• H H

    O

    H

    H

    O

    Polar covalent bond

    shared electrons are

    more attracted to O than H

    δ+

    δ-

    Partial negative charge

    Partial positive charge

    δ+

    H H

    O

    δ+

    δ-

    δ+

    Non-bonding pair of

    electrons

    Hydrogen bond Occurs between a partially positive hydrogen (Hδ+) and the non-bonding electrons within an electronegative atom

    H H

    O

    H H

    O

    δ+

    δ+

    Multiple H2O molecules come together to form

    multiple hydrogen bonds

    14

  • Intermolecular forces

    H H

    O

    Polar covalent bond

    shared electrons are

    more attracted to O than H

    δ+

    δ-

    Partial negative charge

    Partial positive charge

    δ+

    δ+

    δ-

    δ+ Hydrogen bond Occurs between a partially positive hydrogen (Hδ+) and the non-bonding electrons within an electronegative atom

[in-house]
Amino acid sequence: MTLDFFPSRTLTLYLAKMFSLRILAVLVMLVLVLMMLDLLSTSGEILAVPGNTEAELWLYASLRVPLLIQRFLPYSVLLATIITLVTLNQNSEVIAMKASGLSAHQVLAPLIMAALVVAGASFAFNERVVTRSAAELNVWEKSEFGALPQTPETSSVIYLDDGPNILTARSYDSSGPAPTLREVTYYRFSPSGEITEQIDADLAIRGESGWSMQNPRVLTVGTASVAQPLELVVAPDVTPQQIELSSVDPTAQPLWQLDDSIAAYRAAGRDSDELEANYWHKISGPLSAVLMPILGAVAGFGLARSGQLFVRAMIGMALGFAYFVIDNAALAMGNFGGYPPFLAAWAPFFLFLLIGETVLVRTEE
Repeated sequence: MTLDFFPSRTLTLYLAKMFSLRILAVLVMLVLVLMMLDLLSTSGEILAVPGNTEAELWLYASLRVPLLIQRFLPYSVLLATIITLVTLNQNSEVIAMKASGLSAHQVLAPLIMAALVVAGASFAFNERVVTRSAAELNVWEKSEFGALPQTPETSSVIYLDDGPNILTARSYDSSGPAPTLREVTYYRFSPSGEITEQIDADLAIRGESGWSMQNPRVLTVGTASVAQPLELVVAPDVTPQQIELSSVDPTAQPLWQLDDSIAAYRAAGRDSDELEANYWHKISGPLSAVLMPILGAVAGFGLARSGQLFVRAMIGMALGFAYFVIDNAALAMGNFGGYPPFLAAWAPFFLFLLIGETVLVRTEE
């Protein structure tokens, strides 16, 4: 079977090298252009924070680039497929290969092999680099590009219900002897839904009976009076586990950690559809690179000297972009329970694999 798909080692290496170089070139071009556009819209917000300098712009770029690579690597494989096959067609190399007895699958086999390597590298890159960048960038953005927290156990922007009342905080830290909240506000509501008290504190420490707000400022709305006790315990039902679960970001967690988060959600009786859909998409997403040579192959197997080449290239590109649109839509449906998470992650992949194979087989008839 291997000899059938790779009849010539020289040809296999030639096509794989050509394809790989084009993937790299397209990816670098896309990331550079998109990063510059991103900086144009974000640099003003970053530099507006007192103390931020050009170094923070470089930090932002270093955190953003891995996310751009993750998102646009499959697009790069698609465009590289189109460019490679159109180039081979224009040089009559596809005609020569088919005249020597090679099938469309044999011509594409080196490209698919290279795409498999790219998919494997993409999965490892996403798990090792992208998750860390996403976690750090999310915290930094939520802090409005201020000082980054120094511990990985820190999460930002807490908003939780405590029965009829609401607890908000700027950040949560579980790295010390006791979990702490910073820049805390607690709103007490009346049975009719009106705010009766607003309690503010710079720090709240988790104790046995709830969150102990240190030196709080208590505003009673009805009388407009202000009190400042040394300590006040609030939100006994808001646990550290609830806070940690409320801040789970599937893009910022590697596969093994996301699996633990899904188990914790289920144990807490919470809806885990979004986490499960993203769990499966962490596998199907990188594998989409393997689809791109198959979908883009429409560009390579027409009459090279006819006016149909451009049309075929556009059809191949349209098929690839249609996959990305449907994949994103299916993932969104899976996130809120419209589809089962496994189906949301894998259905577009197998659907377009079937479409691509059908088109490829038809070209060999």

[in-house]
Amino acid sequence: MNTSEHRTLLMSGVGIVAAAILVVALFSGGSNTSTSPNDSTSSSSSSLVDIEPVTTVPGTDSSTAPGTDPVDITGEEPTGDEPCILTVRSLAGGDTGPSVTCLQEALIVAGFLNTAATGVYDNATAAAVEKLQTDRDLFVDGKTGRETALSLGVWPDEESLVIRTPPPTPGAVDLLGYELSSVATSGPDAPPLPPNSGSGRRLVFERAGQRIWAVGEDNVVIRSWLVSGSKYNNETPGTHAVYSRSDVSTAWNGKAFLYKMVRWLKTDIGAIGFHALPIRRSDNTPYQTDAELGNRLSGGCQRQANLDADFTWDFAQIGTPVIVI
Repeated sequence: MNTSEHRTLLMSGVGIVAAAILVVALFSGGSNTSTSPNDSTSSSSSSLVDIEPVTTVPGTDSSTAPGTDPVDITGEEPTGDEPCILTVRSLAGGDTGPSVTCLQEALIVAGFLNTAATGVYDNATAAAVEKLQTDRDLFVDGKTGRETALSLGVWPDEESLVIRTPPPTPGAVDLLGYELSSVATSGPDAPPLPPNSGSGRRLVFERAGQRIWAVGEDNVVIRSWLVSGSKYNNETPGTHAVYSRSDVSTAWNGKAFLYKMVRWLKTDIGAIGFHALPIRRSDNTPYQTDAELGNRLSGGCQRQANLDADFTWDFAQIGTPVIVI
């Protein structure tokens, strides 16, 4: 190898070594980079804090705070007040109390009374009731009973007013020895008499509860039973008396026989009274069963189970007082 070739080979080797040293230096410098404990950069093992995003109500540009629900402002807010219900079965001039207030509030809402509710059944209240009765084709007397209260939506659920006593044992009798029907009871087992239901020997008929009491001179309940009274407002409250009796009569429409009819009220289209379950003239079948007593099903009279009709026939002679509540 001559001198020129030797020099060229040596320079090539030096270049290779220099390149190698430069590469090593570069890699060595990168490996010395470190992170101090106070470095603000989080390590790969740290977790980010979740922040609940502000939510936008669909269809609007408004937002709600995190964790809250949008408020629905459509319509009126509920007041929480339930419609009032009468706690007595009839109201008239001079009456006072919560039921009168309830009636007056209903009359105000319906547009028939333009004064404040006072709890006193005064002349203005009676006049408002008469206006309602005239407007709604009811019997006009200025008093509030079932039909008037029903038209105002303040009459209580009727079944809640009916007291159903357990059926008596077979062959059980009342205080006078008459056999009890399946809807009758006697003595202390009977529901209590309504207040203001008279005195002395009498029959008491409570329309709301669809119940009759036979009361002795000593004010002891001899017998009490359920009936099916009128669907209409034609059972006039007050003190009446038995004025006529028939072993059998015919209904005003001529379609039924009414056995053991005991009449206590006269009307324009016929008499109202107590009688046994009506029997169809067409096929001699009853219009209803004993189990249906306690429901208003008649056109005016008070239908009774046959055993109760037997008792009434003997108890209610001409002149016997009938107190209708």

H H

    O

    Non-bonding pair of

    electrons

    Many hydrogen bonds form within a collection of individual water molecules • These hydrogen bonds

    are the attractive forces that allow separate water molecules to stay close together

    15

  • Stoker 2014, Figure 7-22 p197

    A hydrogen bond occurs between two compounds when: • One compound that

    contains a partially positive hydrogen (Hδ+) is close to a second compound that contains an electronegative atom (O, N, F, Cl) with a non-bonded pair of electrons in its valence shell

    Intermolecular forces

    16

  • What is the difference between

    an intermolecular and an intramolecular force?

    Which is stronger?

    What are the intramolecular forces

    present within an H2O molecule?

    How are these formed?

    What are the intermolec

Recommended

View more >